Time Ticking on US LNG Export Window of Opportunity

Gibbs noted that FERC has been struggling with how to award capacity in the future on pipelines interconnected to terminals that were intended as import terminals, but are slated for exports instead, particularly where existing customers already have capacity at pipelines and the terminal. In the case of facilities such as Cove Point in Maryland, which has import and export capacity, rate and service issues will come into play because of the mix of import and export customers, Gibbs said.

The Second Circuit Court of appeals has upheld FERC’s authority to analyze LNG export projects, but not to include the impact of upstream production activities. FERC may consider the impact a project may have on other terminals that are in the pre-filing phase or have been proposed, Gibbs said.

The Cameron LNG project was the first for which a draft environmental impact statement (EIS) was written, but for some existing import facilities where liquefaction is being added, FERC is preparing environmental assessments (EA). While EISs are more comprehensive and time-consuming, Gibbs noted that EISs may mitigate appeals if a party such as an environmental group tries to block a project’s approval. Project developers “should not be afraid” of the EIS process.


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Dr. Tom Williams  |  February 27, 2014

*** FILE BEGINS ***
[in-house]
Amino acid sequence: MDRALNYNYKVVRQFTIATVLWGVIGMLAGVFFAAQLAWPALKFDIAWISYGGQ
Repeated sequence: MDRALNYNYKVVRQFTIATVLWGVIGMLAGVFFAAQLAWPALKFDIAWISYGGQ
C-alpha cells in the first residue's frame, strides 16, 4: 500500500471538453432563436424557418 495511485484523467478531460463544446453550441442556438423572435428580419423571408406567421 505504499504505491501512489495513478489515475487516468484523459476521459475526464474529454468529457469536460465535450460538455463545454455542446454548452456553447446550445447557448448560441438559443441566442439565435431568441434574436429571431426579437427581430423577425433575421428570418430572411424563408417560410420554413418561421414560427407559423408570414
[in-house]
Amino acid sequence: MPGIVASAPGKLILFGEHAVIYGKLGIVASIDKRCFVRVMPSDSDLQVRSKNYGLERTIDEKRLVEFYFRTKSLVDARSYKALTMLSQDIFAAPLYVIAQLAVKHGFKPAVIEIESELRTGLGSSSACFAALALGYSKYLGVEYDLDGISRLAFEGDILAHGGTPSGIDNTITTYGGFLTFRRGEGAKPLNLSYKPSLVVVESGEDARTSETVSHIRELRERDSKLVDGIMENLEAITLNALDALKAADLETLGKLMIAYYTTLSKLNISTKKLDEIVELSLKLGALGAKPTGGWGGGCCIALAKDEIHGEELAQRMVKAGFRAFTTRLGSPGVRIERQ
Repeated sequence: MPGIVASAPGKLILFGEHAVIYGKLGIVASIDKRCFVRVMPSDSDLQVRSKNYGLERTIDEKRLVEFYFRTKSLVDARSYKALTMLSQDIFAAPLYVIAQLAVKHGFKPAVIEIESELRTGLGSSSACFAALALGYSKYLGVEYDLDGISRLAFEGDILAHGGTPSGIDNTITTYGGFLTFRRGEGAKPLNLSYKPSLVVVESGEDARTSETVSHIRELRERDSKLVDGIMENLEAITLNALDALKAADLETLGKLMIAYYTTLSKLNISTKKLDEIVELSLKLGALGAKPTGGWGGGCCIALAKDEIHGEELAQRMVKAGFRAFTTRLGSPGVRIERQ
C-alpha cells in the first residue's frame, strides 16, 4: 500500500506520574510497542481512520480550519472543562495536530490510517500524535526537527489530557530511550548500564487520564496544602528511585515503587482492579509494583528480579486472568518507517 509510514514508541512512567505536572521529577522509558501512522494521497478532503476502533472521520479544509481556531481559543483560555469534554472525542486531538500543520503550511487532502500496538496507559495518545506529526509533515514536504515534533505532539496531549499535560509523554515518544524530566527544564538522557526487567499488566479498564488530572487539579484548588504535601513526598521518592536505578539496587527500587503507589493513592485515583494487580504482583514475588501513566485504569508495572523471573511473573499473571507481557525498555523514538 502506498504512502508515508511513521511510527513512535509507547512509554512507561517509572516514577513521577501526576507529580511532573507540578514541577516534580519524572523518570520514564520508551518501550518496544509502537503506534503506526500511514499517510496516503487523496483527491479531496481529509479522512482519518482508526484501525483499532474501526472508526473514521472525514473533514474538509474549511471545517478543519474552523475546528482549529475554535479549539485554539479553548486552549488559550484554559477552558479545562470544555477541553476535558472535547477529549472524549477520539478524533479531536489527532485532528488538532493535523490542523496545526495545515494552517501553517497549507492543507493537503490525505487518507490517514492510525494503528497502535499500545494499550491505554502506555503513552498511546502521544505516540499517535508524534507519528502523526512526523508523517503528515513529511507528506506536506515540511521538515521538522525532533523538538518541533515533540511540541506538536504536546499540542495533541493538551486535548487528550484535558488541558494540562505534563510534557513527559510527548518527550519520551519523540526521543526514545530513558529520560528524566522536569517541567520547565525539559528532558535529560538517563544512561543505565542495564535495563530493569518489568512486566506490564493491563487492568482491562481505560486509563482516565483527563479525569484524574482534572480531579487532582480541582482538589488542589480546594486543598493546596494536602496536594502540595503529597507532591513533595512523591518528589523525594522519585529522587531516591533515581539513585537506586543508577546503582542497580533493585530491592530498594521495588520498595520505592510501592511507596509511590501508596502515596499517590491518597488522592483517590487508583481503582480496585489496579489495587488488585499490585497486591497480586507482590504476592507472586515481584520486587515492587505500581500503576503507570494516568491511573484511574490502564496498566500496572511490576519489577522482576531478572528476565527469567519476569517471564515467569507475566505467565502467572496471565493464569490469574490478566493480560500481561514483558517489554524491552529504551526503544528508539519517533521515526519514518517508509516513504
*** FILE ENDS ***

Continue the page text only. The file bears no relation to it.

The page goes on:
US LNG is probably now well behind the curve as PRC/Korea/Japan are investing NOW in pipelines and fracking and like PRC did with HongKong Black Point Power plant - built 500mi subsea pipeline from and gas collector system for a 1000++MW power plant in HK...before the contracts could be signed to get the coal... Now PRC is getting the gas production going in west and central China...laying pipelines to Beijing and Shanghai...once in Beijing piping into Incheon is piece of cake...only question is a gas line from Incheon to Pusan by land/sea...then jump the straits to Japan...subsea again. One question - highly compressed NG or LNG by pipe PRC/Korea/Japan, I believe, have already gotten agreements regarding technologies, pipelayers, pipe production/transport, and sizing/number of pipelines...along with 25 year delivery contracts. These are easy and lucrative contracts for all three.. Russians are trying to come into the north end of Japan but their gas will probably much more expensive and not include the Koreans in the mix - kiss of death...in this commodity market system. US gas may provide a little LNG in 2016-18 until the pipelines are operating to Japan. So who would want to invest in a pipeline to NWUS/Can-BC which will be moot within 5-years, as no one in Japan would sign a 25-year supply contract for LNG and receiving gasifiers when they know the PRC gas will be there within five years. That take care of the Pacific market while Argentina is progressing for the SoAmerican market...and NoAfrica and Europe can deal with the European demands within ten years...With tankers and pipeline investments it is difficult to deal with a spot market when it is LNG vs CNG.